The voice-overs are all children, no adult actors pretending to be children. Directed by Steve Martino (Horton Hears A Who), the jokes and gags come lightning fast and furious, with a comic book feel to them. You even have “WHAM” popping up on the screen for a second to drive it home. Nice.

And at it’s heart it’s got such an old-soul and wisdom for an animated feature film, that you’d be hard pressed to find another of its kind. Linus spouting philosophy, Charlie pondering his own value and worth, Patty seeing past Pig-Pen’s filth to the cute boy beneath, and the beautiful, honest message at the end delivered so effortlessly that you just want to cheer, “You’re a good man, Charlie Brown!”. Highly recommended.

A Boy Named Charlie Brown (1969)

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You’ve seen all the Peanuts yearly half-hour TV specials, but what about the four feature length films made in the 70’s & 80’s? The first (and best) was this movie that captured the heart and spirit of the TV shows by utilizing the same animation production team, writer, and many of the same voice-over actors.

 
The plot is a tried ‘n’ true underdog story with a heartfelt twist at the end: Charlie Brown (voiced by Peter Robbins) has led his courageous baseball team to yet another season ending crushing defeat. Blanket carrying Linus (Glenn Gilger) tries to cheer his BFF up, but has a difficult time doing so, especially when he tells Charlie Brown he can be a winner and then beats him at tic-tac-toe. Depressed at his losing, he seeks solace with his “psychiatrist” Lucy (Pamela Ferdin) who tell him, jokingly, that he should join the schools spelling bee program.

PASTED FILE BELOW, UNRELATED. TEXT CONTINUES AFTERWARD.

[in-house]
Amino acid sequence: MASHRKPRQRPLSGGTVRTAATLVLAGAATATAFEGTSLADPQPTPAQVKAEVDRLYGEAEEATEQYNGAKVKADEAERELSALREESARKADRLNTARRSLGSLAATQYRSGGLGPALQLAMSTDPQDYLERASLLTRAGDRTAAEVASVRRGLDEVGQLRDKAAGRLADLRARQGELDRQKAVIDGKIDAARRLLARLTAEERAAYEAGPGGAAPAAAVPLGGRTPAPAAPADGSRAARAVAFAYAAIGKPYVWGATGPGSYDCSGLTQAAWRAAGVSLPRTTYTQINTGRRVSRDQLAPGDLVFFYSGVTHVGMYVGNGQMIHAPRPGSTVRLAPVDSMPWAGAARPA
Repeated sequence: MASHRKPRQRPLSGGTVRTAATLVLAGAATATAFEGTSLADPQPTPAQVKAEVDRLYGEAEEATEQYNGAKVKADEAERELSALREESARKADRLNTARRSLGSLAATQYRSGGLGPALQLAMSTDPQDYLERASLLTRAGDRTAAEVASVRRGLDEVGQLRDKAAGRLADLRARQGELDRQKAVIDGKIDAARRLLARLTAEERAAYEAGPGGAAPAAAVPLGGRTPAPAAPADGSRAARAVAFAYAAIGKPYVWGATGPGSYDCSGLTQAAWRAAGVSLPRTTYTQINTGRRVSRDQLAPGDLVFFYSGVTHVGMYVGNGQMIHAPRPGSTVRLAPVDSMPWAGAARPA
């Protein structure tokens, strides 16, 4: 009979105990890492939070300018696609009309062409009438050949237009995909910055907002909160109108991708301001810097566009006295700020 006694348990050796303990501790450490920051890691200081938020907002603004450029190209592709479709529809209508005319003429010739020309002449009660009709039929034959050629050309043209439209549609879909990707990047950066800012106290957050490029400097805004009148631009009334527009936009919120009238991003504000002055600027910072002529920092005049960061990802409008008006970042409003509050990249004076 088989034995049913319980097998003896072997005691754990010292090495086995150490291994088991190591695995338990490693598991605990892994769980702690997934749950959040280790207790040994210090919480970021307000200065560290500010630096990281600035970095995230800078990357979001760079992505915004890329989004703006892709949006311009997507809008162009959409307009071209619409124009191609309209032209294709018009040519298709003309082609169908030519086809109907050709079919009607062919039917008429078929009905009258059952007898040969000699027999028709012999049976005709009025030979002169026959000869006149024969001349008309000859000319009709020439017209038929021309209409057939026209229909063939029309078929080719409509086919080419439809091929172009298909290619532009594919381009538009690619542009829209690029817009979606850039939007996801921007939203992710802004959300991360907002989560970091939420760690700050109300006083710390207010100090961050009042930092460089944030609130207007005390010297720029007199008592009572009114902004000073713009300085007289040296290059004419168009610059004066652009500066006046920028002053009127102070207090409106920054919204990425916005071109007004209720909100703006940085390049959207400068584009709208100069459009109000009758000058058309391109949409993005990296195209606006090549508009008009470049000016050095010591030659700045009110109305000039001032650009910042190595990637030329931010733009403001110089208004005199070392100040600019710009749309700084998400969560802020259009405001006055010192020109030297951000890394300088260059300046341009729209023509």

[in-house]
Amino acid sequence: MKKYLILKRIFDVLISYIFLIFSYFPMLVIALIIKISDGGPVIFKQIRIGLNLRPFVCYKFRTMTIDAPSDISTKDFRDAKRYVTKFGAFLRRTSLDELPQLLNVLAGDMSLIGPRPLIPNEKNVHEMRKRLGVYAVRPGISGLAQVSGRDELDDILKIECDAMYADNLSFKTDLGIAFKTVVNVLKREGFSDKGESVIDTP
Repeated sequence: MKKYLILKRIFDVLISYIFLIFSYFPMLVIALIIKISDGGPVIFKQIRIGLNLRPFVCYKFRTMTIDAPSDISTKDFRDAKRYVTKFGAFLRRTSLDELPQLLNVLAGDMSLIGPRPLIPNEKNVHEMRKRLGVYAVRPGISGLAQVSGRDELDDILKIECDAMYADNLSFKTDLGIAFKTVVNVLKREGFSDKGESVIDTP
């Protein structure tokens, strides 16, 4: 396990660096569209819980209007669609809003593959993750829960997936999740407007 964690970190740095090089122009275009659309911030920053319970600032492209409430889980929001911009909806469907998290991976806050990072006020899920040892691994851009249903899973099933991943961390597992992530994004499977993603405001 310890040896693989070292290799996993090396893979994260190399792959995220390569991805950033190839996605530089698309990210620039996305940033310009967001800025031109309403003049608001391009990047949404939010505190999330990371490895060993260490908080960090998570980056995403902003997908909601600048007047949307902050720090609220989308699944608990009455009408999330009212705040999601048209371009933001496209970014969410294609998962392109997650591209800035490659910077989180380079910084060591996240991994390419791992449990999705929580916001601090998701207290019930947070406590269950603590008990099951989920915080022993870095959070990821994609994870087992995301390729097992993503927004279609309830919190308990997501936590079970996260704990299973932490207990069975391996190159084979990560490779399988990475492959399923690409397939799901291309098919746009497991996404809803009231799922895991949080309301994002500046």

Amazingly, Charlie discovers his knack for being an ace speller (although he DOES get help when Snoopy plays a Jews harp for concentration). His prowess in school leads him to the National Spelling Bee competition in NYC with Linus and Snoopy in tow for good luck. There’s a couple of side stories about Linus and his lost blanket and Snoopy going to battle against the Red Baron to pad out the 86 minute running time, but the culmination is the Spelling Bee where Charlie eventually gets all the way to the end. . . and then blows it!
 
The ending where he goes home and expects to be treated by his friends as a loser, but doesn’t, is the highlight of the film and serves up a valuable lesson for children (and adults) watching. With a screenplay by the one and only Charles M. Schulz himself, original TV series director Bill Melendez (who voiced Snoopy), and a soundtrack by jazz pianist Vince Guaraldi, you simply could not go wrong.
 
The cell animation was perfect, the music and songs were catchy and cute, the story wasn’t dumbed-down or pandered to kids, and the colors just popped! Yes, there were other Peanuts feature films that followed, to be sure, but this one started it off and was the best with the original cast of Charlie Brown, Snoopy, Linus and Lucy, Sally, Pig-Pen, Violet and Schroeder, Frieda (with the “naturally curly hair”) and the first Patty, before there was a Peppermint Patty.